LEED and Yoga THREE: Systems Thinking
One of the most powerful changes in the suite of LEED rating systems is a move to systems thinking. From its origins defining specific sustainable attributes of materials and design, the language and the approaches and the documentation have all moved to more comprehensive, holistic goals and proof mechanisms.
Language is the new yoga pose I have mentioned in previous posts, and in language changes such as “stormwater” now morphing to “rainwater” we are learning to see the positive potential in proper resource management. Using such terminology also leads us to think about these resources in relation to all aspects of use, so “rainwater”, as an example, is not “stormwater we must dispose of”, but a resource to be measured and managed for use on site for plantings, in the building for flushing, and in artistic ways to engage occupants, just to name a few applications. Many more opportunities reveal themselves with proper use of language.
Take that holistic view a bit further and you will quickly understand some other big and useful changes between LEED 2009 and LEEDv4. These are the sun salutations that help you engage every part of your body in a fairly fluid routine, for the purpose of power, relaxation AND flexibility. The previous poorly named Stormwater Design credits were split into “Quantity” and “Quality” assessments in the past. These are now combined into one Rainwater Management credit, which as mentioned turns precipitation into a valuable and manageable resource. Similarly, the Urban Heat Island Effect was previously split up to assess strategies for roof separately from strategies for non-roof. These are now combined into the single Heat Island Reduction credit. The aspects of roof and non-roof are still called out within the credit approaches, but combining them into one credit goes a long way to understanding that we are not dealing with a building separate from a site, and we can more clearly understand that nature and design are inseparable. Per EBN’s LEEDv4 Tips , it is tougher to obtain the credits under LEEDv4 simply because it is now an all or nothing calculation. The systems thinking makes greater sustainability sense overall, and, at least in the short-term as we learn, this will pose challenges in our processes for design and for documentation. But these are challenges that will truly inform our work.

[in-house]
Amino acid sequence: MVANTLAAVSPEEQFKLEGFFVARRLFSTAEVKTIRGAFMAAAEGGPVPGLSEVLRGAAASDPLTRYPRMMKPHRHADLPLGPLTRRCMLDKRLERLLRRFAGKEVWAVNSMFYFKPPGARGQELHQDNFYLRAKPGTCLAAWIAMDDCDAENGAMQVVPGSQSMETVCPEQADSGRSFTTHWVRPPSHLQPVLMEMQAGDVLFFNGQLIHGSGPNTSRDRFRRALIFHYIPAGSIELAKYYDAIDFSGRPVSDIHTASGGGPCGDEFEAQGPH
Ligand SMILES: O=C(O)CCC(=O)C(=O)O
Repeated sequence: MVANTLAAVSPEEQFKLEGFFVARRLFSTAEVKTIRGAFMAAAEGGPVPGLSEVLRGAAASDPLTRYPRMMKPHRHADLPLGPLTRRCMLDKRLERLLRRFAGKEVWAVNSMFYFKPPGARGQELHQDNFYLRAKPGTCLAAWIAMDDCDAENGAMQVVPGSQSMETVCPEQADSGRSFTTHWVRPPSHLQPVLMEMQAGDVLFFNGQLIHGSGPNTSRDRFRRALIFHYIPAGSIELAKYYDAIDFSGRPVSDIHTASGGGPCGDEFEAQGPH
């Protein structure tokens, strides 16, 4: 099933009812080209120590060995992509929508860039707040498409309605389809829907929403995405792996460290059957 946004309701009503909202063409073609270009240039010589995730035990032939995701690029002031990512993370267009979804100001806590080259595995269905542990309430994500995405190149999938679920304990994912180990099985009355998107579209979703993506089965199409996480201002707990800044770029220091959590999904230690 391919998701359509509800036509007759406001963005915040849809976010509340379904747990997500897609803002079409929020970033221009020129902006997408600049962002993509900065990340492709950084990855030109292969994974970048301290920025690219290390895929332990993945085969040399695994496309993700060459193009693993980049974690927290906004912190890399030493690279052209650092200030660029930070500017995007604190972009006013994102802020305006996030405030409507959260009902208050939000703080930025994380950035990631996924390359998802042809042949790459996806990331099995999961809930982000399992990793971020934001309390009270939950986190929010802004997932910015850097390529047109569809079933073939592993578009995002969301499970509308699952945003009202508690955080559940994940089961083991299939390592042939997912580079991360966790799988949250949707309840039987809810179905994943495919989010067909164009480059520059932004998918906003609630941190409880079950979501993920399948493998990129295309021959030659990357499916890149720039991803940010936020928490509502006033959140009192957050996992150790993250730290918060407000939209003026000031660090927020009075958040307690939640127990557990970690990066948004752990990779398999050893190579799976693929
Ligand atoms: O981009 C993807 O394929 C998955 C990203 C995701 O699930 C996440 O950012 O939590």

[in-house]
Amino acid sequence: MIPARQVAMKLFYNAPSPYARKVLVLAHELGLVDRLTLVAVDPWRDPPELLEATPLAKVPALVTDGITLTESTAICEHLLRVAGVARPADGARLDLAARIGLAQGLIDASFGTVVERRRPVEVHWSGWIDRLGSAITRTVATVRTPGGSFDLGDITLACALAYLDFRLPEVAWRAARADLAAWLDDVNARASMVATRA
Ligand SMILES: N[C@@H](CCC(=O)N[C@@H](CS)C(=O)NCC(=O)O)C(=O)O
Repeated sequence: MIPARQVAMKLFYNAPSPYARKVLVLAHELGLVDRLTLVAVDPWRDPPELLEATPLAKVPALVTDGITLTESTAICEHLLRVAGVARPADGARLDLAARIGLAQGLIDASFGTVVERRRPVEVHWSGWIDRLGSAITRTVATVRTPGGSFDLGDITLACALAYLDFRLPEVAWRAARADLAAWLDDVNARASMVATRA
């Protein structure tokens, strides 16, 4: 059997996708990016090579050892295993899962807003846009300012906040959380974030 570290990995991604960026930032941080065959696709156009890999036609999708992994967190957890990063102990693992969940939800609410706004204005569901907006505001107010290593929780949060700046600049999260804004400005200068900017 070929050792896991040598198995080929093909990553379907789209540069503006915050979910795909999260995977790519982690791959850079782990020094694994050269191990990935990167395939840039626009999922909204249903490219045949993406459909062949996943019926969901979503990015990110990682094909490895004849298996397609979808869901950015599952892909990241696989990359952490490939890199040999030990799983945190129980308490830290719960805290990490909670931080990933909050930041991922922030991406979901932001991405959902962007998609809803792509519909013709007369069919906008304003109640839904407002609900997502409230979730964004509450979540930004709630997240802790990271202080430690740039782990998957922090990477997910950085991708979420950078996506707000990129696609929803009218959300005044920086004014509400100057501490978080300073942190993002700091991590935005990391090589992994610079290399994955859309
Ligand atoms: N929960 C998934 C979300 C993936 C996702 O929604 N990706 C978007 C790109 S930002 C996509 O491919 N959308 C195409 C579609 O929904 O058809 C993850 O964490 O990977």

We see the most dramatic (and most highly debated) leaps to system approaches in the Materials and Resources Credit Category. There is a credit that seeks Life Cycle Impact Reduction for the whole building, and that is the ultimate in thinking systemically. One option within this credit is to perform and improve the Life Cycle Assessment (LCA) of the project including these elements:
LCA is a highly specialized and emerging strategy for truly understanding the impacts of our buildings on our world. Notice I don’t say “on nature”, and I do this intentionally in order to reinforce the fact that the built environment and the natural environment are inseparable and ideally co-beneficial. This updated LEED system is moving that thought forward with credits such as Life Cycle Impact Reductions. Knowing our effects on the above listed systems is not only powerful, but imperative as our climate worsens and our resources become tainted. This information will help us to not only do less harm, but to identify where we can beneficially inhabit our shared planet. Yes, I am starting to speak yoga-speak as I find MY center and work toward balance. LEED is as well.
The Materials credits also used to call out different aspects of sustainability separately. Separate credits for local in various permutations, for recycled content, for reused materials, for rapidly renewable and for certified wood. This was a great start, but super specific and certainly not holistic. A bamboo flooring could be rapidly renewable yet glued with highly toxic glues and shipped from the other side of the world! Now we have three credits that each deal with holistic elements of product manufacture and delivery: ingredient disclosure (through Health Product Declarations or HPD), process/resource and waste disclosure (through Environmental Product Declarations or EPD), and sourcing disclosure. Though there are still three separate credits here, they form a significant step forward in understanding manufacturing and supply systems inputs and outputs. They are looking at complete systems and transparency of information for smarter, comprehensive decision-making. Similar to knowing the sugar and protein contents in your packaged foods, HPDs are forms that report all ingredients and list which, if any, of those ingredients are of concern in recognized lists of toxins of concern. The HPDs gain support through Green Screen, Cradle to Cradle and Declare and are informed by chemical lists mostly from the State of California which is very forward thinking on toxic burdens, and the EPA.
EPDs provide detailed assessments of the materials inputs and outputs including energy and water. How does the making of wallboard, for example, use water? How much water does the process use, what contaminants does the process add and how is that “waste” managed? As I’ve mentioned, these three credits represent a significant step forward. I expect that future versions will further integrate these materials parameters for assessment and do more to align Indoor Environmental Quality Credit Category and the Materials section. This would help us to assess fully the inputs, outputs, processes, sourcing, effects on the building on users and on nature in use, and even the social responsibility aspects such as labor practices and other stewardship into our awareness of product.
What else is moving toward better systems thinking? Lighting in the Indoor Environmental Quality Credit Category used to be split into Control and Quality, and these are now combined in v4. Enhanced Indoor Air Quality Strategies now encompasses many ways to improve air quality, instead of separating them: walk off mats, natural ventilation, CO2 monitoring for outdoor air needs, contained closets for any toxins, and high-level MERV filtration.